Note that the mandatory research exercise of preparing a thesis can be turned into a relatively useful professional skills acquisition exercise as well: students working on a thesis can make presentations on the literature they have read and on their own method and findings. These presentations can be interpreted in the classroom by other students, thus giving them some experience in scientific interpreting. The same can be done for students of translation, who can use their thesis requirements as an opportunity to translate Translation Studies texts or extracts of such texts.

A final point: suggesting to students replications and empirical research with simple methodology should not result in lower research standards as has been claimed by some. In my view, the opposite is true: in projects with simple methods which can be fully understood by beginners, students can be made to comply with the rigorous rationale and discipline which are the pillars upon which science rests; they are thus likely to learn more about it than in projects with more advanced methods in which they apply and often mis-apply recipes which they do not understand fully.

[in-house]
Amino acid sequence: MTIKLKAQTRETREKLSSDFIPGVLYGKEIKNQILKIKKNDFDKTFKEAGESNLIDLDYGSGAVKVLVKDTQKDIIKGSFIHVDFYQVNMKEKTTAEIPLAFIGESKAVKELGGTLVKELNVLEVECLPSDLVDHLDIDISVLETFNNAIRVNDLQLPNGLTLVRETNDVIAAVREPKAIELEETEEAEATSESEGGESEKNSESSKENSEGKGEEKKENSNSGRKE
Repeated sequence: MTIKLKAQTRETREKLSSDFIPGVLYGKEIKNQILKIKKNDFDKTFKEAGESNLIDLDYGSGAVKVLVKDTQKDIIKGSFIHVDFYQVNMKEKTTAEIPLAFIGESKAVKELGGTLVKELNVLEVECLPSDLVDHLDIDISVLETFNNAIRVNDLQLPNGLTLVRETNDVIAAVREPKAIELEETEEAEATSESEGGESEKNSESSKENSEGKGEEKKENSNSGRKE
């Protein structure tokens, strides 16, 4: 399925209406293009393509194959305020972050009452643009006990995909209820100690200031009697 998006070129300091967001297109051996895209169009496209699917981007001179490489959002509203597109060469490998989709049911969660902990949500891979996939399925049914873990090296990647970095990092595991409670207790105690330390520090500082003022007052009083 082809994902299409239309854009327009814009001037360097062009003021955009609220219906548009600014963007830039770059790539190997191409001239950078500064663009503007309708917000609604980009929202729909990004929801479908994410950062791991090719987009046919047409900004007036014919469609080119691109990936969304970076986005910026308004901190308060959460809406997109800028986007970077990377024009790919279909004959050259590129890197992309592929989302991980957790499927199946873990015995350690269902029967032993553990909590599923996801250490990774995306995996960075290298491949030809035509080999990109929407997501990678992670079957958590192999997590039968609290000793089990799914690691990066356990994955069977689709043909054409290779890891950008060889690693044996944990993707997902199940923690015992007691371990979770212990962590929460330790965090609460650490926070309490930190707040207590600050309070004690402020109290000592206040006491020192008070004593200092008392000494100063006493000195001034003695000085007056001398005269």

Highly motivated students with the right background and proper supervision can be encouraged to engage in more sophisticated studies, but even students with little motivation can be made to learn about research and enjoy it to at least some extent when guided into rigorous work with simple designs. In particular, in many countries, IR researchers find themselves isolated in local environments where they have few colleagues or students interested in research into interpreting 7 ; in others, there is a plethora of students who must meet graduation thesis requirements and there are few supervisors 8.

The data shown earlier suggest that in terms of research production, countries with institutional research requirements and many students to advise are better off. Nevertheless, the situation is problematic in both cases at thesis level, and even more so at doctoral and post-doctoral level. One major constraint is that institutional rules and budgetary restrictions often prevent the participation of a sufficient number of experienced IR researchers from other parts of the country or from other countries in the assessment of dissertations.